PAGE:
A newly discovered species of ant may look harmless on the outside, but inside these insects are ticking time bombs. When attacked, Colobopsis explodens ants live up to their name—they explode! The blast releases poisonous yellow goo that stops their enemies in their tracks.

C. explodens are found in the tropical jungles of Borneo, an island in Southeast Asia. They live in colonies of thousands, high up in the treetops, says Alice Laciny, an entomologist who studies insects at the Natural History Museum in Vienna, Austria. She and other scientists recently identified 15 species of exploding ants, including the previously unknown C. explodens.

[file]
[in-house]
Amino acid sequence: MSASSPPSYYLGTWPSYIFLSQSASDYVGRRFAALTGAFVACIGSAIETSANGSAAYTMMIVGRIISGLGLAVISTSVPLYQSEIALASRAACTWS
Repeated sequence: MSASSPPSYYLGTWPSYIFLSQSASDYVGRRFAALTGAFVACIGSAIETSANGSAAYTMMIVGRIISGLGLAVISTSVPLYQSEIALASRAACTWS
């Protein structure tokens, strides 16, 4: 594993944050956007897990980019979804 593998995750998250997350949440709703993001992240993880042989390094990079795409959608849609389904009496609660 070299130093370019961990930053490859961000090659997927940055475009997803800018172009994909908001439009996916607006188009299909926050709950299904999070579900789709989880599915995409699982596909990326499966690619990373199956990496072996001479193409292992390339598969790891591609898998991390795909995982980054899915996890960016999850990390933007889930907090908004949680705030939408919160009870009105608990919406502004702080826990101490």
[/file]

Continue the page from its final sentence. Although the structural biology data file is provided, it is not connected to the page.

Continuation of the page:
Ant colonies can contain several queens that lay eggs, along with workers who care for the queens and their young. Colonies also have soldiers with large, plug-shaped heads and strong legs. Such features allow them to “act like living doors, barricading the nest entrances from the inside,” says Laciny.

If an ant encounters an enemy outside the nest, it unleashes its adaptation. Each ant has a sac inside its body filled with “sticky, toxic slime,” says Laciny. It latches onto an enemy and squeezes its own abdominal muscles hard enough that its backside bursts open, releasing the goo. C. explodens sacrifices itself to kill its rival with its deadly chemical attack.

The ants’ defense, though, makes them difficult to study without killing them, explains Laciny. “You need to be very careful collecting them. I’ve found that just a touch with the finger can be enough to make them explode,” she says.